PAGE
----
• The guy who laid out the south township appears to have been a bit of a jamoke. Harlem Avenue, the township's western border, is 1/16 mile west of where it should be at Madison Street, says Dennis.  That's 330 feet. Just guessing, but if I had to hide a 330-foot screwup, I'd parcel it out in dribs and drabs along the township's six-mile width. Does that give us a 150-foot offset at Austin Boulevard? I'd say it gets us pretty close.

  • It's not like this is the only surveyor's error in Chicago.  The whole damn town is 1.3 degrees off true north. As a result, it doesn't square with the survey grid between the Wisconsin line and Central Street in Evanston, which was laid out independently. Evidence: Central and Golf Road are supposed to be parallel. However, if you follow the lines in your Rand McNally street atlas — everyone should have a Rand McNally street atlas — you find Central and Golf are 1.5 miles apart in Elgin but only a half mile apart in Evanston.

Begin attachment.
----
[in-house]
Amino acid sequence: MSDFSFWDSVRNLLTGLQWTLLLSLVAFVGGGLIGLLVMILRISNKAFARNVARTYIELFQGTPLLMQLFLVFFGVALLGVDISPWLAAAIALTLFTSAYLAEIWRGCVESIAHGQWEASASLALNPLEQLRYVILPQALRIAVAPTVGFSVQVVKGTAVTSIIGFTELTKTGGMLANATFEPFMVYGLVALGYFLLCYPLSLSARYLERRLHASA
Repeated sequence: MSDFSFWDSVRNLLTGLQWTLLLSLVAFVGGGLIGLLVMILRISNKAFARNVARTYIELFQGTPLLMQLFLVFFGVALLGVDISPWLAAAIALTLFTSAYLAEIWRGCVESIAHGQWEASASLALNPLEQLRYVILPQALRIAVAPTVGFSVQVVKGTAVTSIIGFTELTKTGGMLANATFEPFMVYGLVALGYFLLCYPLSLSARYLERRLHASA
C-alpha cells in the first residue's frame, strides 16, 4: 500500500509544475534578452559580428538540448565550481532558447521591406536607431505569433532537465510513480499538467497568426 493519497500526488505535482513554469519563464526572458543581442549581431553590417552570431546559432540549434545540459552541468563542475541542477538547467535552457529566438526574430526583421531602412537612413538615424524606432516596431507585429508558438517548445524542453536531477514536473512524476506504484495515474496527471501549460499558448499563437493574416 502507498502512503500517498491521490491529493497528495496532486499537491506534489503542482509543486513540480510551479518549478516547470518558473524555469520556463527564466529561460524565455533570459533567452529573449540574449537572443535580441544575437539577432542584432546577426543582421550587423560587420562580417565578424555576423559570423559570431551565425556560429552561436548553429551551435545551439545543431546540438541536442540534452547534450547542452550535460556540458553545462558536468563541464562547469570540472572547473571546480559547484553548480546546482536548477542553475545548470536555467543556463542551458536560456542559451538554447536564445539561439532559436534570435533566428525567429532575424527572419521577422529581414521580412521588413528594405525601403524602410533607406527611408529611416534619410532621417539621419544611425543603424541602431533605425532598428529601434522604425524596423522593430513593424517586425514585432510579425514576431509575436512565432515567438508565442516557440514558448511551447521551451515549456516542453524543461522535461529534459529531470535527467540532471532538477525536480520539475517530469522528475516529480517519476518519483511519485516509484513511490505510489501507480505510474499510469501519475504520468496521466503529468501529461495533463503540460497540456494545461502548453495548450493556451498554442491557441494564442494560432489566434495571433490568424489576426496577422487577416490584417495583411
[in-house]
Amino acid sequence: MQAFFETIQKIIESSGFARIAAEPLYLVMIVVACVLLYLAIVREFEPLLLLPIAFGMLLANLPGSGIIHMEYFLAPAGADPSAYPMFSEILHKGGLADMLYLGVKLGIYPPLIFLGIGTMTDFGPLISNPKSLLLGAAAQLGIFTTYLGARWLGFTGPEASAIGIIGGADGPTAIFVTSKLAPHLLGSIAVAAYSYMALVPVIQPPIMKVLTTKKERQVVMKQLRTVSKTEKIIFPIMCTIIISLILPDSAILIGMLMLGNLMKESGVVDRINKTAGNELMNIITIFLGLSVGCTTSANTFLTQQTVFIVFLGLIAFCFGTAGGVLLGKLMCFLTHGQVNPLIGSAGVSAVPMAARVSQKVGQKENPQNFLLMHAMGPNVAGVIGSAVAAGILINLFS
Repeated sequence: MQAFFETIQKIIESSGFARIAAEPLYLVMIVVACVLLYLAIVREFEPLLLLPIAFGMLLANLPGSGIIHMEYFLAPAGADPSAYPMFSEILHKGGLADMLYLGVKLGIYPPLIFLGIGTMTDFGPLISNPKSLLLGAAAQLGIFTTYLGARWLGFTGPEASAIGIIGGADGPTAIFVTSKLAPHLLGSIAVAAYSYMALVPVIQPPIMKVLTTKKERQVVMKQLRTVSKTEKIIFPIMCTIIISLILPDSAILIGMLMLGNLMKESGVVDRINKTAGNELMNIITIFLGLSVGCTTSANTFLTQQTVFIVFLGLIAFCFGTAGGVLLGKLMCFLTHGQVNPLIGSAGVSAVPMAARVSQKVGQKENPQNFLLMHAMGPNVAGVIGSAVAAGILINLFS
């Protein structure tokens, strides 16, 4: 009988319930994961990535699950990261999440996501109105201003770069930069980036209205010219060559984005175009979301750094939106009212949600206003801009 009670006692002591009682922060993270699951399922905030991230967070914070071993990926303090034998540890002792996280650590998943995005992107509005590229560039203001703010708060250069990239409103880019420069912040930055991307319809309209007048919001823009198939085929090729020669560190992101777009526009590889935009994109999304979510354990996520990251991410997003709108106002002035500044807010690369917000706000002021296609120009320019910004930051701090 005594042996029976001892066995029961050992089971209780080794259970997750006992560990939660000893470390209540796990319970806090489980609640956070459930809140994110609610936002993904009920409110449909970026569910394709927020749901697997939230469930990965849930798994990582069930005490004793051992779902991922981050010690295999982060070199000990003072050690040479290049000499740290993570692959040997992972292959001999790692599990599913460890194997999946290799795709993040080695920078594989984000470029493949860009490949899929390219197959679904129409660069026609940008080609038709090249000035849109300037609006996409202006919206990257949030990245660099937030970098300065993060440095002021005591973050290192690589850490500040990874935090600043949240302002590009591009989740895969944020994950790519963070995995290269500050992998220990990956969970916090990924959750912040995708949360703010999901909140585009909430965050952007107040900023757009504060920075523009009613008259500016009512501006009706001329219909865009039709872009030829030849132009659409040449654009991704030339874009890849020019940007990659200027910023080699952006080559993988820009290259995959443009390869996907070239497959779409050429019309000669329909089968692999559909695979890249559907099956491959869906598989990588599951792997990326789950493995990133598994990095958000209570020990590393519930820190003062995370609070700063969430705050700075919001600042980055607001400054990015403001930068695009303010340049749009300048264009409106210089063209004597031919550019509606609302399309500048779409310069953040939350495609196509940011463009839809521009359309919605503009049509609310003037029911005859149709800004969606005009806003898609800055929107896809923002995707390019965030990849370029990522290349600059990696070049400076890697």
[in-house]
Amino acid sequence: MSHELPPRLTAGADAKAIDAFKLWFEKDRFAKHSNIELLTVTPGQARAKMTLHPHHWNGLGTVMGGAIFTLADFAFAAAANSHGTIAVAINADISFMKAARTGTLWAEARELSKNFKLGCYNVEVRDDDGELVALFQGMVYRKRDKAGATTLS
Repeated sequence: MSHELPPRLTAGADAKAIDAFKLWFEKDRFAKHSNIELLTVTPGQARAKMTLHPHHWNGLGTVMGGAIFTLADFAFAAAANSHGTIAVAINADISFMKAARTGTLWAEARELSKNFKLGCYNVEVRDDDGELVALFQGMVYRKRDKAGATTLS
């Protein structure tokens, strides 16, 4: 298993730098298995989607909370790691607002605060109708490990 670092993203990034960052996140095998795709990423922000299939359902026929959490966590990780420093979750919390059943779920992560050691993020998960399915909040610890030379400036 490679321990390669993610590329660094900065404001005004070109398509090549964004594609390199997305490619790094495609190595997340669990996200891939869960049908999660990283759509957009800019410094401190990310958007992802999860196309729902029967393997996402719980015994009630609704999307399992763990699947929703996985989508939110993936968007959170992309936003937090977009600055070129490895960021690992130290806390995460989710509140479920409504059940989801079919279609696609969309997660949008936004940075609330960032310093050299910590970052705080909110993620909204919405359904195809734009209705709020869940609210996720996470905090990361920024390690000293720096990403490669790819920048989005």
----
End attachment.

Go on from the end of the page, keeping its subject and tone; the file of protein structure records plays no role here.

Let's not be too hard on these guys. At the time, who cared about the difference? They thought they were surveying farm property lines, not crosstown arterials for some sort of trackless personal locomotive or other deviltry that the distant future —  like the 20th century — might bring.

So there you go. The burden of guilt is lifted from my mind. This has necessitated my kiboshing a cherished story from my youth, but in my opinion I've replaced it with a better one. As bonus, we'll now add to the world's store of scientific precision, or at least Dennis will, thereby demonstrating he's one of the great minds of our time. It's all very well for a newspaper columnist to speak of survey adjustments of "a little more than a foot per mile." That won't do if you're a cartographer. Summoning occult resources (actually, Ed Williams's Great Circle Calculator at, Dennis informs me that the survey correction required every 24 miles to account for the curvature of the earth at our latitude is (get ready):

28.4669115 feet

(theoretically). I advise you to write this down. If we ever need to lay out this town again, we'll want to get it right.  

— Cecil Adams
Photo by Pat O'Neil